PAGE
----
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Mitali Saran: Young leaders, anybody home?

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The of a young student in Delhi on December 16 was only one of countless instances of the ugly misogyny endemic in Indian society. But it was a turning point in finally sparking a public conversation about India’s gender attitudes that, at the one-month mark this week, has already defied cynical predictions about its longevity.

Sadly, it also revealed something terribly disheartening: if you thought that might pin their hopes for change upon the younger Members of Parliament, think again.

Nobody is much surprised by the continuing flat-footedness of the older generation. Asaram Bapu’s assertion that the rape victim should have begged for mercy comes from an old man entrenched in an unreconstructed tradition. Sheila Dikshit’s advice in the past that women should be more careful comes from an old woman entrenched in the patriarchy-accepting tradition of her generation. The khap panchayats’ opinion that girls should be married off young to prevent rape comes from the entrenched logic of honour killings.

But many young people in this country might have dared to hope that the attitudes of younger Indian leaders might be different. They might have imagined that this next generation of representatives would be, for the most part, better versed with their aspirations and concerns. That young leaders might be more respectful of the changing expectations people have of power, more comfortable with engagement with the electorate, more sensitive, less willing to remain behind the ramparts of power where public opinion is mediated into “intelligence inputs”.

Well, that’s the way the cookie crumbles.

The tide of protesters washing the gates of power was merely looking for a sign of response from the government — a sign that their views on violence against women were being registered as a serious issue, that their government was batting for them. This was a golden opportunity for the young political leadership to throw its weight behind the cause of gender justice. All they had to do was emerge to address the crowds — to say we hear you, we get it, we’re going to work very hard to do something about the issue of sexual and other violence against women, we too think this is important. We’ve ignored it for far too long.

It would have disarmed the protests, and created a collaboration rather than a confrontation.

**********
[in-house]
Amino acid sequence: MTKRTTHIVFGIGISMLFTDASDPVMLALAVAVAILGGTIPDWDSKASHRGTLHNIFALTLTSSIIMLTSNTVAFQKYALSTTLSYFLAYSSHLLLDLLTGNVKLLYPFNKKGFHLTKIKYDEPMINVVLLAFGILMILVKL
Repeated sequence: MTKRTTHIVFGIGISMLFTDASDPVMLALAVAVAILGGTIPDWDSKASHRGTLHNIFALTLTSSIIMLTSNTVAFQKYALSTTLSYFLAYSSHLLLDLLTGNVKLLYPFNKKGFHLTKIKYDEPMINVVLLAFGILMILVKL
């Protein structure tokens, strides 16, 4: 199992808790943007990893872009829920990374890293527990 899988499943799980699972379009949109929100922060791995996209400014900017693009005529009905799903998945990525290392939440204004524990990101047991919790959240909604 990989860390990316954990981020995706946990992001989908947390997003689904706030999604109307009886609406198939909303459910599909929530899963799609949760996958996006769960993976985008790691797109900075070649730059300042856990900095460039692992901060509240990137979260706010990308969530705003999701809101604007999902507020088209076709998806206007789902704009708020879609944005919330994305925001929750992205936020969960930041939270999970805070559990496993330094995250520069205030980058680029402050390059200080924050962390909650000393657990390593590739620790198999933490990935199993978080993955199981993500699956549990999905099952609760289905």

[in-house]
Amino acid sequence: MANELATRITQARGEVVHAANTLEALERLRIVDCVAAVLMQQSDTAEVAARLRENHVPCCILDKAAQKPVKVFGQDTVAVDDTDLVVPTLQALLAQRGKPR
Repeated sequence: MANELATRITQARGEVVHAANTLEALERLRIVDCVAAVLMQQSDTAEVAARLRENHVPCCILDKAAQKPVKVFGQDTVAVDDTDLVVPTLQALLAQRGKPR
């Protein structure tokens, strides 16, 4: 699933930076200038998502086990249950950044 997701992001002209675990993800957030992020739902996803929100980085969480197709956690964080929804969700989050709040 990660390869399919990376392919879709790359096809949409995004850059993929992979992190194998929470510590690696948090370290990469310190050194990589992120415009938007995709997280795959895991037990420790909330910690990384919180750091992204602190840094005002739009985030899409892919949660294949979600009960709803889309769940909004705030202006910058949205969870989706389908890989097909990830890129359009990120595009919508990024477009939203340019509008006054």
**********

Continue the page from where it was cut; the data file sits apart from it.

Instead, the crowds got water cannons, lathi charges, and curfews. The entire government went into a foetal curl: first it high-handedly dismissed protesters as elite nobodies with no “charter of demands”. Then it gave in to craven fear of the same nobodies and panicked — shut down metro services, imposed curfew, removed the symbolic centre of the protest for what only a halfwit would believe were medical reasons, and then flew her corpse back in the middle of the night for a dawn cremation amid mind-boggling security. All through, it displayed an admirable capability for efficient policing that has earned it searing public contempt.

It takes singular lack of imagination to not realise that, on this subject, Delhi amplifies the inchoate rage of women (and men) all over the country, over many complicated expressions of patriarchy. But even if, by the UPA’s lights, the Delhi protests constituted just another negligible blip of short-lived urban bleating, the government is very aware of similar and worse violence that rural women suffer across the country. This was a time, not to pick holes in the protests, but to ride the momentum to take national ownership of the issue, to lead from the front, if only on behalf of their non-elite female constituents.

We looked to the younger leadership for that, and a thunderous silence rang out. was the only young parliamentarian who spoke up with any degree of empathy. Where were all the rest?

Either this generation of leaders is just as patriarchal as the one before, and does not prioritise women’s freedom and security; or, while they regret that bad things happen to half the population, they don’t know how to begin addressing the problem.

If they do care, and are quietly beavering away at it in their constituencies, they have failed to recognise a fantastic opportunity to put political will behind a national issue. If they care but feel undereducated on the subject, they have failed to express a desire to acquaint themselves with the issues.

Politics is about both action and public perception, and like it or not, the latter matters. All we heard from our younger leaders was ... nothing. What that means is that the women of this country had better dig in, because in the fight for gender justice, their leaders aren’t necessarily on their team.

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Mitali Saran: Young leaders, anybody home?